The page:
Two years and eight months into her tenure at high-end athletic wear brand Lululemon, EVP and CTO Julie Averill points to the team she's assembled as the proudest achievement of her year.
In 2017, Averill left the CIO role at Washington-based REI to remotely join the Canadian apparel brand, which is headquartered in Vancouver, British Columbia.
"I didn't have any promises from the company that I was going to be able to open an office in Seattle," Averill said in an interview with CIO Dive. "I knew that there was a lot of work to do in building a technology organization, yet I believed in the values of the company."
Averill is a member of the senior leadership team at Lululemon and reports directly to the CEO, in a change announced Wednesday during its Q3 earnings call. She oversees a Seattle-based team of 255 employees, most of them a part of the technology organization. And the team, led by Averill, has been getting to work: weaving data and analytics into company processes, fending off cyberthreats and executing on its cloud strategy
"I would say every single area of our business has major technology objectives," said Averill. "There's not one part of our business that is not reliant on technology. My job is just to figure out how to unleash technology and our team so that we can go as fast as this company is going."
Averill spent a decade at Nordstrom, where she led the deployment of omnichannel fulfillment capabilities while delivering scale to the online platform. Averill's experience has been key to navigating a changing industry, as retail responds to shifting consumer trends and the influence of e-commerce.
Averill's work has gained attention for talent attraction strategies that center around strong personal values.
Behind the scenes, Averill's tenure at Lululemon has accompanied a period of digital growth. For Susan Anderson, managing director and senior research analyst who focuses on the retail sector for investment bank B. Riley FBR, associates Averill with the success and growth of the digital business, as well as an evolution of its digital marketing approach.
"I think above all I try to be fully present in whatever I'm doing."
CTO at Lululemon
Both those improvements are reliant on a smooth execution from the team Averill oversees.
"In the last year or two we've seen accelerated growth in digital for [Lululemon]," Anderson said. The growth came along just as the company retooled its digital platform last year.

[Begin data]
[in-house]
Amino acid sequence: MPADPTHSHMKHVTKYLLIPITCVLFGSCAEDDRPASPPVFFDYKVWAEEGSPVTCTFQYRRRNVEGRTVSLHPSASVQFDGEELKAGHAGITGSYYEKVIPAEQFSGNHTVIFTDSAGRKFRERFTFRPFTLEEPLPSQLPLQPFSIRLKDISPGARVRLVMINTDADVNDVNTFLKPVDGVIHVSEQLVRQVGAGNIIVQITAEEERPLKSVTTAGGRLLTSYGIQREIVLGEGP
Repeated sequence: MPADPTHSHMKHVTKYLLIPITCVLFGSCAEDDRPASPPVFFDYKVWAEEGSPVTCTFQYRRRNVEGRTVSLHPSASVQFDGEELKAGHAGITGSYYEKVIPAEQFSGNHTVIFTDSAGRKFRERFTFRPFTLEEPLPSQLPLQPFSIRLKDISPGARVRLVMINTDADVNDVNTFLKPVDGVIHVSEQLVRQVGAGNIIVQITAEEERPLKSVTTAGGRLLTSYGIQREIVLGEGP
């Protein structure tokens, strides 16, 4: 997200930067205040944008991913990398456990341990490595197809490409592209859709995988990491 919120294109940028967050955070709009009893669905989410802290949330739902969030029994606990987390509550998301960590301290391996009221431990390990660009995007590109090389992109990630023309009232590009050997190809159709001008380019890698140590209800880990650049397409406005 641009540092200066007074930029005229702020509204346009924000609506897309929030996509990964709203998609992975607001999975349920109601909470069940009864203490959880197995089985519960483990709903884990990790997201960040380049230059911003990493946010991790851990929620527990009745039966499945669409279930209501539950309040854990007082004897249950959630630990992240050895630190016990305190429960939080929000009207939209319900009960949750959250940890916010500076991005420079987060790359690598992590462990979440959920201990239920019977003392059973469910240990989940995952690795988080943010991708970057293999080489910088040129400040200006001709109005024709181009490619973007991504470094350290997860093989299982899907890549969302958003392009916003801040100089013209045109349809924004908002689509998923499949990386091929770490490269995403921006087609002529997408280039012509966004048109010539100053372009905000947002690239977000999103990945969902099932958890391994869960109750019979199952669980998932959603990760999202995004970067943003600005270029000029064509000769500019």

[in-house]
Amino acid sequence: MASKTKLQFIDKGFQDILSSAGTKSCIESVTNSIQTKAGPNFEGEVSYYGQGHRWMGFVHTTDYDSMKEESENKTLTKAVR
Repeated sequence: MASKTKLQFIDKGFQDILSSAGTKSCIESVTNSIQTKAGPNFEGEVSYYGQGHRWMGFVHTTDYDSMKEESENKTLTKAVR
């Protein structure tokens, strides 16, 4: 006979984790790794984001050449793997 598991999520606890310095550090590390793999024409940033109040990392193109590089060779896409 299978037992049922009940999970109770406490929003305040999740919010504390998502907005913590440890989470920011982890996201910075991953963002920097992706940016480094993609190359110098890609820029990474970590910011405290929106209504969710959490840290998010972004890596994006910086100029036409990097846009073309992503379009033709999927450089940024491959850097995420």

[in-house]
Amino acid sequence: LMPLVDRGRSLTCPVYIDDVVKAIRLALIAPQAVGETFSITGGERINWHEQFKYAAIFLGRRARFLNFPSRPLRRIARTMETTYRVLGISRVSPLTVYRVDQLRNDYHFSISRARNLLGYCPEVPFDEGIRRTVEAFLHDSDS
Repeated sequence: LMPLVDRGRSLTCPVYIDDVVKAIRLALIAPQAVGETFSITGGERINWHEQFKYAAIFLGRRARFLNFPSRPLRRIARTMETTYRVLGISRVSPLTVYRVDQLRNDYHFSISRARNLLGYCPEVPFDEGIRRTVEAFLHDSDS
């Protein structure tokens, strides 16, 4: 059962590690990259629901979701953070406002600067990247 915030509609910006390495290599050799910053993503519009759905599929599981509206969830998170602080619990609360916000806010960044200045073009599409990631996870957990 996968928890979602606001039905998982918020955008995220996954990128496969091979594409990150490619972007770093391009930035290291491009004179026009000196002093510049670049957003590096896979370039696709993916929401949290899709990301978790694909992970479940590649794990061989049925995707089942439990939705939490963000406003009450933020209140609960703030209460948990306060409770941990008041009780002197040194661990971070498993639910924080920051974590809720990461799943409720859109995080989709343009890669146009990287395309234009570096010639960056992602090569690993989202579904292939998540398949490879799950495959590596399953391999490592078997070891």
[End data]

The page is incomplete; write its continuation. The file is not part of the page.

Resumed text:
In September, Lululemon said its revenue rose by 22% in the second quarter of 2019, raking in $883.4 million. Total comparable sales (or "comps," a key metric in the retail world) were also up by 15%. During the earnings call, CEO Calvin McDonald credited part of the growth to the company's "continued improvement in our data analytics and digital marketing."
Going forward, the brand's success will hinge on a reliable e-commerce platform, continued product innovation and sustaining the pace of global expansion. That means more work on the CTO's desk.
With physical locations contracting across the retail industry, the Canadian brand has set an ambitious goal to double its e-commerce revenue by 2023. The push is part of a three-pronged strategy to boost revenues titled the "Power of Three," which also includes a focus on product innovation and international expansion.
"My job is just to figure out how to unleash technology and our team so that we can go as fast as this company is going."
CTO at Lululemon
Anderson thinks the company can hit the target while sustaining growth in its physical locations.
Another way the exec is pushing forward on the three-pronged growth push is by supporting the company's digital reach beyond North America, and doing so in a way that makes sense. Eight market-specific sites for countries like South Korea and Germany have gone live — with the challenges a global deployment of that nature supposes.
"We work really closely with our business partners to make sure that they're locally relevant," Averill said.
All the hard work comes with a trade-off. Averill describes the Seattle office as a place where there always seems to be a physical activity, be it yoga or tai chi.
The ping-pong table gets used plenty, too. "We like to smash it," said Averill said.
It's in keeping with the CTO's style. Heated ping pong matches follow business calls. She eschews the concept of work-life balance, and says the idea of "work-life integration" resonates more with her.
"I don't think I ever switch off because I don't really have two sides," said Averill. "I think above all I try to be fully present in whatever I'm doing."